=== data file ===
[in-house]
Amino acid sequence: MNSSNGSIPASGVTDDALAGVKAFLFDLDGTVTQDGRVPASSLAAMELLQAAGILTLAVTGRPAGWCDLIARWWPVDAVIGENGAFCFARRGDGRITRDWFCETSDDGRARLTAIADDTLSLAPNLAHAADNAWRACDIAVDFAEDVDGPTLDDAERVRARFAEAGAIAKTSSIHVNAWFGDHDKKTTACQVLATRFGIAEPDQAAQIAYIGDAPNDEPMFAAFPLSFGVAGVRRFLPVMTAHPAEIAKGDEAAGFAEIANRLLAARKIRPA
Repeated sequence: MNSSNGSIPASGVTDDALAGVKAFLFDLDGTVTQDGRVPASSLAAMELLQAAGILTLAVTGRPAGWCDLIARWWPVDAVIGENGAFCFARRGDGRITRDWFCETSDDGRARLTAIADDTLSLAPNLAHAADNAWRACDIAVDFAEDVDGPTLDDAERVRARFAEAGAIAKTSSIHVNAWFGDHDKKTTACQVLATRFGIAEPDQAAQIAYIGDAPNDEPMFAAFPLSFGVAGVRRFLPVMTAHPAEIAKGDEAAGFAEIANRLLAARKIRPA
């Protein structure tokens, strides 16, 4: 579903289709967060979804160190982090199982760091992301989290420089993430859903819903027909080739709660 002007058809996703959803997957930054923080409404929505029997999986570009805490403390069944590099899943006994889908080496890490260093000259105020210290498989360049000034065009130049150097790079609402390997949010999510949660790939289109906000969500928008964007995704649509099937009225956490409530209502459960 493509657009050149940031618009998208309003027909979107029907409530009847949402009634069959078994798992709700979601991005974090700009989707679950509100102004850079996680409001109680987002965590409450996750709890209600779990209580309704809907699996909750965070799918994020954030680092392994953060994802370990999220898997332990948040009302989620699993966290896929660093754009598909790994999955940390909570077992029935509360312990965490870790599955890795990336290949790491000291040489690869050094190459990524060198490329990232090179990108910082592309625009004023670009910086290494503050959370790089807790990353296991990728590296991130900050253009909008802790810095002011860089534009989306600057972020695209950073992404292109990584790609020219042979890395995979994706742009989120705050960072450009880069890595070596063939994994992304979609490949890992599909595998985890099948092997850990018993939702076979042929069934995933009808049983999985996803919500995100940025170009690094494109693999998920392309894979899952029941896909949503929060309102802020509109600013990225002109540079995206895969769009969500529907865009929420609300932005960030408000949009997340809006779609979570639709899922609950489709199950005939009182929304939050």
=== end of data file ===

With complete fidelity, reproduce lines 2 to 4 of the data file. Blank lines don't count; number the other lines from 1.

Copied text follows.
Amino acid sequence: MNSSNGSIPASGVTDDALAGVKAFLFDLDGTVTQDGRVPASSLAAMELLQAAGILTLAVTGRPAGWCDLIARWWPVDAVIGENGAFCFARRGDGRITRDWFCETSDDGRARLTAIADDTLSLAPNLAHAADNAWRACDIAVDFAEDVDGPTLDDAERVRARFAEAGAIAKTSSIHVNAWFGDHDKKTTACQVLATRFGIAEPDQAAQIAYIGDAPNDEPMFAAFPLSFGVAGVRRFLPVMTAHPAEIAKGDEAAGFAEIANRLLAARKIRPA
Repeated sequence: MNSSNGSIPASGVTDDALAGVKAFLFDLDGTVTQDGRVPASSLAAMELLQAAGILTLAVTGRPAGWCDLIARWWPVDAVIGENGAFCFARRGDGRITRDWFCETSDDGRARLTAIADDTLSLAPNLAHAADNAWRACDIAVDFAEDVDGPTLDDAERVRARFAEAGAIAKTSSIHVNAWFGDHDKKTTACQVLATRFGIAEPDQAAQIAYIGDAPNDEPMFAAFPLSFGVAGVRRFLPVMTAHPAEIAKGDEAAGFAEIANRLLAARKIRPA
């Protein structure tokens, strides 16, 4: 579903289709967060979804160190982090199982760091992301989290420089993430859903819903027909080739709660 002007058809996703959803997957930054923080409404929505029997999986570009805490403390069944590099899943006994889908080496890490260093000259105020210290498989360049000034065009130049150097790079609402390997949010999510949660790939289109906000969500928008964007995704649509099937009225956490409530209502459960 493509657009050149940031618009998208309003027909979107029907409530009847949402009634069959078994798992709700979601991005974090700009989707679950509100102004850079996680409001109680987002965590409450996750709890209600779990209580309704809907699996909750965070799918994020954030680092392994953060994802370990999220898997332990948040009302989620699993966290896929660093754009598909790994999955940390909570077992029935509360312990965490870790599955890795990336290949790491000291040489690869050094190459990524060198490329990232090179990108910082592309625009004023670009910086290494503050959370790089807790990353296991990728590296991130900050253009909008802790810095002011860089534009989306600057972020695209950073992404292109990584790609020219042979890395995979994706742009989120705050960072450009880069890595070596063939994994992304979609490949890992599909595998985890099948092997850990018993939702076979042929069934995933009808049983999985996803919500995100940025170009690094494109693999998920392309894979899952029941896909949503929060309102802020509109600013990225002109540079995206895969769009969500529907865009929420609300932005960030408000949009997340809006779609979570639709899922609950489709199950005939009182929304939050």